As Ivory Coast’s president prepares to campaign for another term in office, his main challengers have called for a boycott of the Oct. 31 election, adding to widespread doubts about a fair and transparent vote.
President Alassane Ouattara’s two main challengers, Henri Konan Bedie and Pascal Affi N'Guessan, said Thursday they would boycott the vote and invited their supporters across the West African nation to do the same.
The opposition candidates want the “ruling party to agree to meet with all political forces” to discuss their concerns about the election.
They argue that Ouattara’s running for a third term is illegal. They have also been calling for the Constitutional Council which validated his candidacy dissolved, along with the Independent Electoral Commission, believing these institutions flawed.
There were originally 44 presidential candidates, but only four were accepted by the Constitutional Council. Thursday’s news could mean Ivory Coast’s election will be a two-man race — the incumbent Ouattara and independent candidate Kouadio Konan Bertin.
A spokesperson for the Ivorian Observatory for Human Rights said this election was meant to give the country a chance to show its democratic and political maturity, compared to past electoral violence. But, it said, with the ongoing issues, this would not be a fair or transparent election — and could lead to serious consequences.
The organization has called for the election to be postponed and restarted to include all political actors.
Tommaso Caprioglio, in Ivory Coast on a joint election observation mission with the Carter Center in collaboration with the Electoral Institute for Sustainable Democracy in Africa, said that after the opposition leaders announcement, it was unclear as to how the election will proceed.
Caprioglio said it was crucial the different parties resolve their issues before people go to the polls.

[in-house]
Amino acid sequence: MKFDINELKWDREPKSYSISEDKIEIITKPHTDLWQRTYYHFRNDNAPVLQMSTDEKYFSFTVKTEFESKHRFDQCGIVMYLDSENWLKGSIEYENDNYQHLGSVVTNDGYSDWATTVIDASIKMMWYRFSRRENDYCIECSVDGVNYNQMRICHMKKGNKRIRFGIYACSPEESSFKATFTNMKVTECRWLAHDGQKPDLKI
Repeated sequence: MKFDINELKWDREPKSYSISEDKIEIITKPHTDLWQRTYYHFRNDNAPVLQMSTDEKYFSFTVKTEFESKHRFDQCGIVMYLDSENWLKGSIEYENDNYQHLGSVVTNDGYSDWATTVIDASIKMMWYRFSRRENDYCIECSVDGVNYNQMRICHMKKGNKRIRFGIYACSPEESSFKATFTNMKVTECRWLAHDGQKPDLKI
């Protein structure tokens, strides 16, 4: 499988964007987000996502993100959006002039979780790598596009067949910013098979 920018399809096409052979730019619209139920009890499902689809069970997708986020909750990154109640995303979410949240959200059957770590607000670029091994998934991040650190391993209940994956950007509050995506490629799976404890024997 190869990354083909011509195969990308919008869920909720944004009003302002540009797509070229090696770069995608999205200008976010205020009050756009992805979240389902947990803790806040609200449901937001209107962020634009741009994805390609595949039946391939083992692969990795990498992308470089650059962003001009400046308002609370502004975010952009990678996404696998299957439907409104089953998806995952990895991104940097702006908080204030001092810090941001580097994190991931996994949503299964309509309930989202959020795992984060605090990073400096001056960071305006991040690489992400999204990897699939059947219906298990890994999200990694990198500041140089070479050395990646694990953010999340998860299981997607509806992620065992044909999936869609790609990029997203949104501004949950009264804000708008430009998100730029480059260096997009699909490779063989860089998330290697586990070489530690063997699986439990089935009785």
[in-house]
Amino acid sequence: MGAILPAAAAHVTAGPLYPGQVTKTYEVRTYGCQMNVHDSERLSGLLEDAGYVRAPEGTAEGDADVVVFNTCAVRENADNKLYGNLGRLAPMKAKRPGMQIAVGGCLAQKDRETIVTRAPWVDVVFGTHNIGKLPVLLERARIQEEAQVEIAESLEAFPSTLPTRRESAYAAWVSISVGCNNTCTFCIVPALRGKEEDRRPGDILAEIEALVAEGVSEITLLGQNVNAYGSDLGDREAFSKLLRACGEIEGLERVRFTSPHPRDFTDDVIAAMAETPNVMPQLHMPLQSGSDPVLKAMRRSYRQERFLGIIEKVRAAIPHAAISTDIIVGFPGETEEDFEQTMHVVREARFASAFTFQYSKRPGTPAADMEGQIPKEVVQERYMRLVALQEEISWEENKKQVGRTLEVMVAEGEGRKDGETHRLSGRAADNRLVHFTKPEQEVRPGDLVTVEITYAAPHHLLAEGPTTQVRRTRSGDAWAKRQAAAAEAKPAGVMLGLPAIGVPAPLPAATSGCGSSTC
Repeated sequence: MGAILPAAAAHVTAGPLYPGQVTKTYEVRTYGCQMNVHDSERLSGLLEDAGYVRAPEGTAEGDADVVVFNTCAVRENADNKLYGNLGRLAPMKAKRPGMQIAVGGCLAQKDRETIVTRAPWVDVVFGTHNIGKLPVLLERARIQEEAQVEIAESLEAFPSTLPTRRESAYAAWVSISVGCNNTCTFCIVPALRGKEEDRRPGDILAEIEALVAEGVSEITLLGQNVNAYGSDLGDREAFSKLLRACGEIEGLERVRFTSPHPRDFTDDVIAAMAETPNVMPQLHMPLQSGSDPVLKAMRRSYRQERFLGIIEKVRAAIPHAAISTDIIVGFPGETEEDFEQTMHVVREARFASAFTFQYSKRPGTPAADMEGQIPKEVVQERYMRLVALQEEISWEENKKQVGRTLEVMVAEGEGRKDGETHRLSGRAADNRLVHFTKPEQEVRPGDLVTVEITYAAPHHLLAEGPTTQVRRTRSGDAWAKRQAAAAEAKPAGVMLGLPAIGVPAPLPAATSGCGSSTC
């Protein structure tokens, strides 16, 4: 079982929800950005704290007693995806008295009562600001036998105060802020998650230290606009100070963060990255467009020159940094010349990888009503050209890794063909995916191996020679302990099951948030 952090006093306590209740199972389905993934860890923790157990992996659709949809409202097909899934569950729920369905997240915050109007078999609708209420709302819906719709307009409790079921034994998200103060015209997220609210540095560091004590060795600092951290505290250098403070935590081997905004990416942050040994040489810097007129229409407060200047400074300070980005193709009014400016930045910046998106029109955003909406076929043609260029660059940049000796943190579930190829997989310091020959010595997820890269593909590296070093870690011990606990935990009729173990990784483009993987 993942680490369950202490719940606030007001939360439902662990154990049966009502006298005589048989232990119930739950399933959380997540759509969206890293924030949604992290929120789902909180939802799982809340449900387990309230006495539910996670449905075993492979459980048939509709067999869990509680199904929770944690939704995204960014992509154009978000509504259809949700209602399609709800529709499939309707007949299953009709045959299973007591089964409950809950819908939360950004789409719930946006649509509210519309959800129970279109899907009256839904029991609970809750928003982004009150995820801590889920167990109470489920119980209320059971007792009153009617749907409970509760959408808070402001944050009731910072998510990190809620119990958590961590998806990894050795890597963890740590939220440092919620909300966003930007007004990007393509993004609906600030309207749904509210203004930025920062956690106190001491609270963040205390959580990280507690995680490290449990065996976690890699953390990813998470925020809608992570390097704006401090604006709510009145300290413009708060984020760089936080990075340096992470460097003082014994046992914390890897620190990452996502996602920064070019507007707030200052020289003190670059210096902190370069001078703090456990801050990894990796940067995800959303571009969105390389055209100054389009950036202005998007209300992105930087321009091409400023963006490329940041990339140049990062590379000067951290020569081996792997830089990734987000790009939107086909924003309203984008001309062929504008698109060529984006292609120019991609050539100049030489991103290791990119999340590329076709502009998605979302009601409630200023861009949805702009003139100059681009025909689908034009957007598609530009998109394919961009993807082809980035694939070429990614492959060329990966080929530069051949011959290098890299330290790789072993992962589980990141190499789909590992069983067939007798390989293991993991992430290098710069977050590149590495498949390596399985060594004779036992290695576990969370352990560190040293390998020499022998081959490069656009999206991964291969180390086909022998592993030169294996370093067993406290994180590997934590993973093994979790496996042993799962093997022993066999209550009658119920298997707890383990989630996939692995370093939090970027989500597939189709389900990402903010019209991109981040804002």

“We think the dialogue is honestly really the only framework through which it will appear possible to find a mutual solution because, at the end, the goal for everyone is to have an inclusive, transparent and peaceful election here in Ivory Coast,” Caprioglio said.
Amnesty International’s Samira Daoud said there have been growing threats against activists and opposition members leading up to the election. She fears this might lead to instability in the upcoming weeks.
“The authorities have targeted and arrested scores of activists and opposition members these last weeks solely for expressing their political views or organizing peaceful protests so there is a risk, of course, to see more people arrested and consequently a growing discontent among the opposition,” Daoud said.
While local and international human rights and democracy organizations watch the campaign with trepidation, incumbent Ouattara told the United Nations General Assembly in September the election would be “peaceful and transparent as it was in 2015.”
Ouattara said the election will take place in a democratic environment that has been strengthened by major reforms. He also spoke of the economic and human progress made by Ivory Coast.
At the heart of the election controversy is presidential term limits. A new constitution approved in 2016 limits presidents to two five-year terms. Ouattara earlier said he would step down at the end of his second term this year, but after his chosen successor died unexpectedly he said he would run for a third term. He insists that his first two terms do not count toward term limits because the current constitution was not in force at that time.